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Of pigs and picturesque

Published July 16, 2006

[Photos: Jason Merritt]
Mountain roads lead to Zakopane, Poland’s Aspen.

Jason Merritt delights at his first snowball near a mountain lake in Zakopane.

The feeling of being confined is still overwhelming in Auschwitz.

Once upon a time in a far off land, two young Americans found themselves dizzy on vodka and knee-high in pigs. How could they possibly have arrived in such a magical world?

Well, on a first-class flight across the Atlantic, by way of a few stale English pubs and then on a creaky old Ryanair plane that goes bump through the air.

In just a few days after leaving sunny and comfortable St. Petersburg and getting our bearings in London, we're in Lodz, Poland, to stay with our Florida friend, Arek, who is visiting family, and his brother Robert. We're here for four days before returning to Britain to work at a boarding school south of London. It takes money to travel for months in Europe and we need some.

I have to say that I was nervous about Poland. But as it turned out, we were in the hands of two of the best guides you could find.

First thing, Arek arranges for a drive in the country to meet a family of one of his Polish friends from Florida. A family he'd never met.

We pop into the car, which is a compact sort of station wagon, and get onto a busy road. It's drizzling rain, and the roads are slippery, and I have never been so scared. To say he was tailgating is an understatement.

So we're bumping though these back roads in the rain, stopping to ask old women with laundry baskets where this family lived. No address necessary, just the family name. We pull down a road, and there they were, standing in the rain with an umbrella, waiting.

I expected to cram into some crusty old living room, sipping tea and sweating though awkward silences. Oh, but there's no need to feel awkward when there's WODKA! Amazing how good my Polish got after a few shots. And how fun the farm tour was. Lots of little piggies to love.

Unfortunately, the WODKA! effect lasted longer than I expected and the next day was a bit fuzzy. But even through the haze, I loved Krakow. We toured several beautiful cathedrals during mass, Wawel castle and the river Wisla. The old town is quaint and lively with a fresh spirit and good energy. We ate lunch at a cafe on the main square. Weirdly, though, the cafe had an American West theme.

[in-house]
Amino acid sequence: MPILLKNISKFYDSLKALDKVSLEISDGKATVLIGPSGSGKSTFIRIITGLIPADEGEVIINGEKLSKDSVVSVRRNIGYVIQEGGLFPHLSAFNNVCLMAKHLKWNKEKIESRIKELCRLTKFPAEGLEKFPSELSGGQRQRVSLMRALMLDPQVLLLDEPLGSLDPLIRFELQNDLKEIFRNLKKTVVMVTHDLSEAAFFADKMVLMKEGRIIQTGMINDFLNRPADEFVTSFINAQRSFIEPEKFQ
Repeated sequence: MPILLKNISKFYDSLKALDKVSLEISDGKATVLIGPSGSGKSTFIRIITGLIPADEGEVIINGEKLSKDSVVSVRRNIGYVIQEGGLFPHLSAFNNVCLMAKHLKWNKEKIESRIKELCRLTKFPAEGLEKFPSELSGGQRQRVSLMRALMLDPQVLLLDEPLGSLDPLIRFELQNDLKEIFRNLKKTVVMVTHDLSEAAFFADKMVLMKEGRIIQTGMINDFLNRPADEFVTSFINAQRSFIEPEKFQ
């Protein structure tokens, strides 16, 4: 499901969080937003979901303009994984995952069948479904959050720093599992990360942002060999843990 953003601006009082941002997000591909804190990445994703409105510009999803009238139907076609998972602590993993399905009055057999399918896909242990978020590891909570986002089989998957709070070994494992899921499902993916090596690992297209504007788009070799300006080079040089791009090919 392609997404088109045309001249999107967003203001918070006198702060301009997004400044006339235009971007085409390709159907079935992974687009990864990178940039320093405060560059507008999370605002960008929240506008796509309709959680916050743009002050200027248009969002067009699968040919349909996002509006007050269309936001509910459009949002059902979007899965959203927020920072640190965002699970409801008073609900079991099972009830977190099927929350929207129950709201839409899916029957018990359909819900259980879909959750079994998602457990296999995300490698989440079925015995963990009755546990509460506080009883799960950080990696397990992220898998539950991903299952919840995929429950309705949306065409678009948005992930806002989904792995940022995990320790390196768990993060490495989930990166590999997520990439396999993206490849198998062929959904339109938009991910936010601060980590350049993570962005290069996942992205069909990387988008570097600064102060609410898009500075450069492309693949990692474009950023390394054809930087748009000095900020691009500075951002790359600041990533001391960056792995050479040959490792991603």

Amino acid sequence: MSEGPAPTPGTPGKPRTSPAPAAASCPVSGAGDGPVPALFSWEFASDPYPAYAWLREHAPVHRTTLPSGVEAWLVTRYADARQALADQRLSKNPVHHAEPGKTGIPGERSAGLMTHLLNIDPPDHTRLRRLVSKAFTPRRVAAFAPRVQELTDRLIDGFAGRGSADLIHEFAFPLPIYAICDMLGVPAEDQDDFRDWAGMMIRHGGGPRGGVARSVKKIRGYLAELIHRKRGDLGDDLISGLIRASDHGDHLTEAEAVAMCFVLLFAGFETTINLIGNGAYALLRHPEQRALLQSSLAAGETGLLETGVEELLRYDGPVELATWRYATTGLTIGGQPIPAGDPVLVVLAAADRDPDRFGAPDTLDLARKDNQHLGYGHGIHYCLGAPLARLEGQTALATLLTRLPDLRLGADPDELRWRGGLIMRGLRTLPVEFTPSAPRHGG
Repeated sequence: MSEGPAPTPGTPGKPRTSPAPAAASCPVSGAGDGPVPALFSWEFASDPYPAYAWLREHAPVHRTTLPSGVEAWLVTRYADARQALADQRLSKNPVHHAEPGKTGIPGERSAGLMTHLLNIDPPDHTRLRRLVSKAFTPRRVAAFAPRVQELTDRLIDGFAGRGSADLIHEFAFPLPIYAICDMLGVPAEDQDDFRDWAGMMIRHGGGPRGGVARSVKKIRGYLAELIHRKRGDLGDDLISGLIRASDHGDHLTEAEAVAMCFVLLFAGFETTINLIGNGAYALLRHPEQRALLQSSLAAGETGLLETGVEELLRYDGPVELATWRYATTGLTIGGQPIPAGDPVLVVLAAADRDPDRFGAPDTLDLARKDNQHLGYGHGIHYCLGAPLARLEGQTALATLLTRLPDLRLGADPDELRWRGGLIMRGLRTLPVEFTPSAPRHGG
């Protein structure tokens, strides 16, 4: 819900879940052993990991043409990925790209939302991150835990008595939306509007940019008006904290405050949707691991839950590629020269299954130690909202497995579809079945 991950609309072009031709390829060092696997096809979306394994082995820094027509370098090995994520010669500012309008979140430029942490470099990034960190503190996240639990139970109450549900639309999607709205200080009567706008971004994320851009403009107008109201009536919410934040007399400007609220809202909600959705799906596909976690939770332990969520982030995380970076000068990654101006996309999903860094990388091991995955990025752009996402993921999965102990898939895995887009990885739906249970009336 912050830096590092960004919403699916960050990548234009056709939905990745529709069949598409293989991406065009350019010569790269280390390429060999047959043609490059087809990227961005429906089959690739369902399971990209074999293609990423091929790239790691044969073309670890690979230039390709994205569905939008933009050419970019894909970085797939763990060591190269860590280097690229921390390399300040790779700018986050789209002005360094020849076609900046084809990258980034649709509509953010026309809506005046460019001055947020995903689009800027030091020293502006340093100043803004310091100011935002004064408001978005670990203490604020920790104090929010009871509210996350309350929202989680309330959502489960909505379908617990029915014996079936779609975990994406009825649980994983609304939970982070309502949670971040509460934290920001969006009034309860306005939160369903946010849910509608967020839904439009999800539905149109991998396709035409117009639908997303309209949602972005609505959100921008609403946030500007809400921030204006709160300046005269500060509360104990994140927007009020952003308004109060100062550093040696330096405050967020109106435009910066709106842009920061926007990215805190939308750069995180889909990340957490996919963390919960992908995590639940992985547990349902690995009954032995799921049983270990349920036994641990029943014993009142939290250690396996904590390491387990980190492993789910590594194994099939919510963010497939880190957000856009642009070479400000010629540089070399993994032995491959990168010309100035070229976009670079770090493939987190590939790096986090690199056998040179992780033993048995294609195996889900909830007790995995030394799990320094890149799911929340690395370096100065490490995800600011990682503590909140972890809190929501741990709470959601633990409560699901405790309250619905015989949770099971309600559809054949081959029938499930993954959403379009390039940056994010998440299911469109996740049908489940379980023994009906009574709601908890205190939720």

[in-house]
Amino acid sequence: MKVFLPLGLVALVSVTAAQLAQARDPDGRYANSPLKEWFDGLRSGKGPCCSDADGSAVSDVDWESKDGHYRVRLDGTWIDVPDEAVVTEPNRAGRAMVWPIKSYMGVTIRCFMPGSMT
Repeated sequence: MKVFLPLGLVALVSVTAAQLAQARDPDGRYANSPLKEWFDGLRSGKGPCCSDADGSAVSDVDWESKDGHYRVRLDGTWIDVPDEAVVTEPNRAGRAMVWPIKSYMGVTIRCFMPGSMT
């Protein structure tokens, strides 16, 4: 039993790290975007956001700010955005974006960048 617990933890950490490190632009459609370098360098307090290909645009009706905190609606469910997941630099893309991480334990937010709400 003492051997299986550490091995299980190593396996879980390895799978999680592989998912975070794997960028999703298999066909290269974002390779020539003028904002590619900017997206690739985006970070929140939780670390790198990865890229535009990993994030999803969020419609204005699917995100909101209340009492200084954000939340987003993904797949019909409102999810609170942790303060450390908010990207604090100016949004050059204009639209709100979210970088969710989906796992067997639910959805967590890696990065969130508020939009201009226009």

One of our stops was the remnants of the Auschwitz concentration camp in Oswiecim. We got there in the evening with only one hour of visiting time left, and the emptiness and waning light intensified the aching sadness. In my life, I have been places where the feeling of joy is nearly electric, but never have I experienced such anguish.

We wandered through the old barracks which serve as a museum for the Holocaust. As I walked out of the last barrack, a little girl in a stroller, who had been crying earlier, looked up at me with magical blue eyes and said something in Polish, then let out a giggle. Her innocence helped me slip off the cloak of mourning.

Our next adventure took us through mountain roads to Zakopane, Poland's Aspen.

We wandered through a cobblestone pedestrian area lined with shops and cafes, and kiosks selling souvenirs. We took a tram up the mountain and walked around the top where there are more kiosks.

On our second day in Zakopane, we took a horse carriage up another mountain. Well, almost up the mountain. After the comfy ride ended, we hiked up another mile and when we were very near the top, Robert told me to close my eyes and guided me backward the rest of the way.

He spun me around, ordered me to open my eyes and yelled "Surprise!" I could have caught a bunch of flies my mouth was open so wide. We were standing in front of this glassy little lake surrounded by mountains dotted with snow. The mountains were reflected in the lake, and we couldn't tell where the water ended and the mountains began.

We sat on rocks at the edge of the lake, watching the ducks, the vision etching itself in our hearts and minds, and Arek said, "This place makes me miss my country" when he's in Florida.

Poland is a country in transition. Old meets new and natural beauty is often blemished with remnants of communism; block buildings, industrialized neighborhoods and peeling billboards. It feels familiar, and at the same time slightly tilted from reality. It is a lovely nook of the world, which I hope gets a chance to thrive and blossom into its full potential.

Kate Wilson of St. Petersburg is writing periodically about her European travels during her five months abroad. Read her blog at

[Last modified July 14, 2006, 15:19:30]

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